Felix dies nativitatis

Imagine the birth. Mary pushing, shoving, moaning, yelling. Imagine the placenta, umbilical cord, blood, fluid. Imagine for a moment that the stable and animals are not fiction. Imagine the noise, the animal dung, the smells, the hay getting places it shouldn’t.

Imagine the mess.

The nativity is messy. The infant is born into mess. My life is messy. Your life is messy. If you say it’s not, I don’t believe you. Being human is messy. But being human is what the nativity is all about.

People try to clean up Jesus. People try to clean up God. But the truth is that God is not present only in things that are cleaned up. God does not demand tidiness or purity. God does not demand cosmetics or fig leaves to cover up bits of us that we would like to be hidden away. God does not demand that we pretend. If God were to demand anything (which it doesn’t), it would be that we hide nothing – that we accept the reality of the mess we’re in.

God is present in you and me, in your mess and mine — the mess of the world. God works with mess: disorder to order, chaos to cosmos. We have no need to pretend. Pretending is exhausting. I have no energy left to waste on pretending. As it says at the beginning of St John’s Gospel, every single one of us is a child of the Divine. I am. You are.

The message of the incarnation is that you and I are like Mary — agents of the divine. Let Jesus grow in you as Mary let it grow in her. As it says in verse 4 of “O little town”, O holy child of Bethlehem … be born in us today. Everything you do to make life a bit better for somebody else is you acting as God’s agent. Everything you do to make life more difficult or unpleasant for somebody else is you acting as Satan’s agent. Choose well.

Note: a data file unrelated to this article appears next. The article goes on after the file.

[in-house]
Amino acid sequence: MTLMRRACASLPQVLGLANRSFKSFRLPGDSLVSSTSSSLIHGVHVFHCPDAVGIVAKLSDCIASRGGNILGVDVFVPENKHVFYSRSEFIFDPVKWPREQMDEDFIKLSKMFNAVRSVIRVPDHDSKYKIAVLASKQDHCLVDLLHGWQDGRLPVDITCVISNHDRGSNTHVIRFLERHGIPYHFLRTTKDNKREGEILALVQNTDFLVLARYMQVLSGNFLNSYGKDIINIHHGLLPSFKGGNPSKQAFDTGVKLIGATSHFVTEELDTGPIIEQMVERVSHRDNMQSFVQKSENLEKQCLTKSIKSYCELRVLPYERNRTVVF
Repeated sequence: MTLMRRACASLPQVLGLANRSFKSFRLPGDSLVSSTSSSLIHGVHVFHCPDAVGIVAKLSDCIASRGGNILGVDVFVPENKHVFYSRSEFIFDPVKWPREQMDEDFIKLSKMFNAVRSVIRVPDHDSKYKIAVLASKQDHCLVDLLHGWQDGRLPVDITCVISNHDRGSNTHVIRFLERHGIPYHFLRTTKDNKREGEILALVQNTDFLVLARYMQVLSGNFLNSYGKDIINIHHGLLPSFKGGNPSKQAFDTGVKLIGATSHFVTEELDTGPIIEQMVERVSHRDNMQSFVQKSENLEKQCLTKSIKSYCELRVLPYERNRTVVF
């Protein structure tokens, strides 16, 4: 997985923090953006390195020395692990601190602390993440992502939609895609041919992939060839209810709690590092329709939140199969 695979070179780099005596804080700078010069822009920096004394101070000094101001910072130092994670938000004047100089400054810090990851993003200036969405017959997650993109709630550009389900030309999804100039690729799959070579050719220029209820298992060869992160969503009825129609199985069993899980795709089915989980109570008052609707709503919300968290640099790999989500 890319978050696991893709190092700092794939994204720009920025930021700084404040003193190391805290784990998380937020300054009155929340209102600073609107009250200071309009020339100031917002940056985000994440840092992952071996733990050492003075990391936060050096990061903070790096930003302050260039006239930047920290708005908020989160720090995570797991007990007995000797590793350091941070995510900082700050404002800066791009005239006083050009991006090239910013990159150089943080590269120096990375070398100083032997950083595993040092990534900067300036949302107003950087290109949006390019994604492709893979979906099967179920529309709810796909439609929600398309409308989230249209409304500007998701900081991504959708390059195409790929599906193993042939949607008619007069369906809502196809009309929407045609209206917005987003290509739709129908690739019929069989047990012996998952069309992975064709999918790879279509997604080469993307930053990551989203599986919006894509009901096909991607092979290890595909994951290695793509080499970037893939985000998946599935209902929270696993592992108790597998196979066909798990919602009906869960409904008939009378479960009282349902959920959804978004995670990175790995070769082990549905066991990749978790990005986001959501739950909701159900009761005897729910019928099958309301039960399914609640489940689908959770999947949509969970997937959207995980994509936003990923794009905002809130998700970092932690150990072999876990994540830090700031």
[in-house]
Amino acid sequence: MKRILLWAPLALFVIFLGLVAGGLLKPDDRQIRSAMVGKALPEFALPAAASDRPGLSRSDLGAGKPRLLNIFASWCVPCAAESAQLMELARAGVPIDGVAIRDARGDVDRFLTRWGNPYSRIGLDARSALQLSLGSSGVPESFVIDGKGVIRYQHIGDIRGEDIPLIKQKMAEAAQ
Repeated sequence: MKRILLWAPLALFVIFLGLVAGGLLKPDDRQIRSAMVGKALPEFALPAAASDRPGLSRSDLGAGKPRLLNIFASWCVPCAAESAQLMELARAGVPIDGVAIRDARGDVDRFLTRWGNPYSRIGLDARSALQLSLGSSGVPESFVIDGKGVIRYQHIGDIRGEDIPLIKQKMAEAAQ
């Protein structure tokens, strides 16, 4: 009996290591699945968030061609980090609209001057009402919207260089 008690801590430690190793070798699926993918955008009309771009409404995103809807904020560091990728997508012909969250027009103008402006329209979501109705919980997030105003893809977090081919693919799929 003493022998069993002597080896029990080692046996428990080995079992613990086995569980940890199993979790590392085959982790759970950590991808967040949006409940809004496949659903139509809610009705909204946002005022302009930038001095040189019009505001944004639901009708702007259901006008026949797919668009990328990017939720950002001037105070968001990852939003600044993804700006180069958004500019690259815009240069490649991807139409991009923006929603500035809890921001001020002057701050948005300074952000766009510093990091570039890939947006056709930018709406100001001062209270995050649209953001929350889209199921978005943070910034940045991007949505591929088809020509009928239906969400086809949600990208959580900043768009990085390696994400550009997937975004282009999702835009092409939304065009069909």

You will make mistakes. You will get things wrong. You are not perfect. Get over it. Enjoy being human. Help others to enjoy being human. Help others to glimpse joy and delight, even if only for a moment. Then, you are letting the holy child be born in you again and again.

The Christmas message is not about making yourself sick on chocolates, or stuffing your face, or arguing about what to watch on TV, or about reliving your childhood. The Christmas message is about bringing joy to the world — and helping others do likewise.

Happy Christmas. Mess is made divine,

4 thoughts on “Felix dies nativitatis

  1. Professor Monkhouse,
    You are Joy personified. As always your words are love, your life, (the little of it that we know) is a true inspiration. You once thought us an anatomy of the body and lately, the anatomy of the Soul.

    I could and would not believe in a God in heaven were it not for the beauty of Nature, and the inexplicable existence of exceptional inspirational men like you.

    Thank you for your Chistmas pearls, they shine bright in the mud and mire of life.

    • thank you Marcus. You’re a joy too! I don’t know what I believe, certainly not a sky pixie God who needs to be appeased, but elements of the Christian story without too many dogmatic accretions are profoundly psychologically authentic. This is one of them. W’re up the road with our son in Mornington, Co Meath. Back to Burton tomorrow afternoon. My email is stanleymonkhouse@gmail etc

  2. Great blog again thank you RRR
    I try to be fearlessly honest with God not only because He knows, because too I love Him, and wonder of wonders Him me.
    A different fear is that others will see the depth of my mess and not like me, even reject me. Others see some of it indeed but not all.
    Like you dear RRR they know I have obvious and hidden mess.
    Lo and behold out of our mess, despite it, we do bring joy, amazing!

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